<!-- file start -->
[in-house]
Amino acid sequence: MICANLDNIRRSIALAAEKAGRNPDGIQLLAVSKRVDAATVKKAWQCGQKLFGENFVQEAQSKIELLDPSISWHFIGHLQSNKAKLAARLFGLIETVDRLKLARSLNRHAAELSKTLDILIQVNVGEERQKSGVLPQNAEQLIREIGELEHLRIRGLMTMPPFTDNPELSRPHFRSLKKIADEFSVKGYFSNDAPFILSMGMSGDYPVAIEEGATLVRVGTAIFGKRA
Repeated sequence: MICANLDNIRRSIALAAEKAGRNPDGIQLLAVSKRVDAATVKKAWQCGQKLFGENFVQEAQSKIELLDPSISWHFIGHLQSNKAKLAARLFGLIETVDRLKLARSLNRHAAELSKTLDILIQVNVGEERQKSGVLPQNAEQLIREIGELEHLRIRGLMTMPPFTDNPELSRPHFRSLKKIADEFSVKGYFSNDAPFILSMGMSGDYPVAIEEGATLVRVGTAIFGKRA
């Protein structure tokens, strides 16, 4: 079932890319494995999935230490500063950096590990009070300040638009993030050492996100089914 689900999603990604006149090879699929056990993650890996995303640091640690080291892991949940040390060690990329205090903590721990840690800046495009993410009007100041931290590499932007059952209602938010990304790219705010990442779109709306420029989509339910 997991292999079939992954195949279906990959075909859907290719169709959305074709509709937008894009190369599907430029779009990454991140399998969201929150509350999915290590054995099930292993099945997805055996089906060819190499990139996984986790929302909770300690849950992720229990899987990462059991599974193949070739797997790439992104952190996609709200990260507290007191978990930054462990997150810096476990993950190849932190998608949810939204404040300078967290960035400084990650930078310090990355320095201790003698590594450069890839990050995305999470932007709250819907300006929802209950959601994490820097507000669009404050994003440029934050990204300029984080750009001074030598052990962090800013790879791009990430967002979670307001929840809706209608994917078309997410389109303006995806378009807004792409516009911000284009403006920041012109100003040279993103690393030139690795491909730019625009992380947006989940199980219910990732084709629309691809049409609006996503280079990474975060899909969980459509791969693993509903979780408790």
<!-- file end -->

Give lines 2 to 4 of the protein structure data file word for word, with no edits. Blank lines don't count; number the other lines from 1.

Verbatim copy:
Amino acid sequence: MICANLDNIRRSIALAAEKAGRNPDGIQLLAVSKRVDAATVKKAWQCGQKLFGENFVQEAQSKIELLDPSISWHFIGHLQSNKAKLAARLFGLIETVDRLKLARSLNRHAAELSKTLDILIQVNVGEERQKSGVLPQNAEQLIREIGELEHLRIRGLMTMPPFTDNPELSRPHFRSLKKIADEFSVKGYFSNDAPFILSMGMSGDYPVAIEEGATLVRVGTAIFGKRA
Repeated sequence: MICANLDNIRRSIALAAEKAGRNPDGIQLLAVSKRVDAATVKKAWQCGQKLFGENFVQEAQSKIELLDPSISWHFIGHLQSNKAKLAARLFGLIETVDRLKLARSLNRHAAELSKTLDILIQVNVGEERQKSGVLPQNAEQLIREIGELEHLRIRGLMTMPPFTDNPELSRPHFRSLKKIADEFSVKGYFSNDAPFILSMGMSGDYPVAIEEGATLVRVGTAIFGKRA
């Protein structure tokens, strides 16, 4: 079932890319494995999935230490500063950096590990009070300040638009993030050492996100089914 689900999603990604006149090879699929056990993650890996995303640091640690080291892991949940040390060690990329205090903590721990840690800046495009993410009007100041931290590499932007059952209602938010990304790219705010990442779109709306420029989509339910 997991292999079939992954195949279906990959075909859907290719169709959305074709509709937008894009190369599907430029779009990454991140399998969201929150509350999915290590054995099930292993099945997805055996089906060819190499990139996984986790929302909770300690849950992720229990899987990462059991599974193949070739797997790439992104952190996609709200990260507290007191978990930054462990997150810096476990993950190849932190998608949810939204404040300078967290960035400084990650930078310090990355320095201790003698590594450069890839990050995305999470932007709250819907300006929802209950959601994490820097507000669009404050994003440029934050990204300029984080750009001074030598052990962090800013790879791009990430967002979670307001929840809706209608994917078309997410389109303006995806378009807004792409516009911000284009403006920041012109100003040279993103690393030139690795491909730019625009992380947006989940199980219910990732084709629309691809049409609006996503280079990474975060899909969980459509791969693993509903979780408790």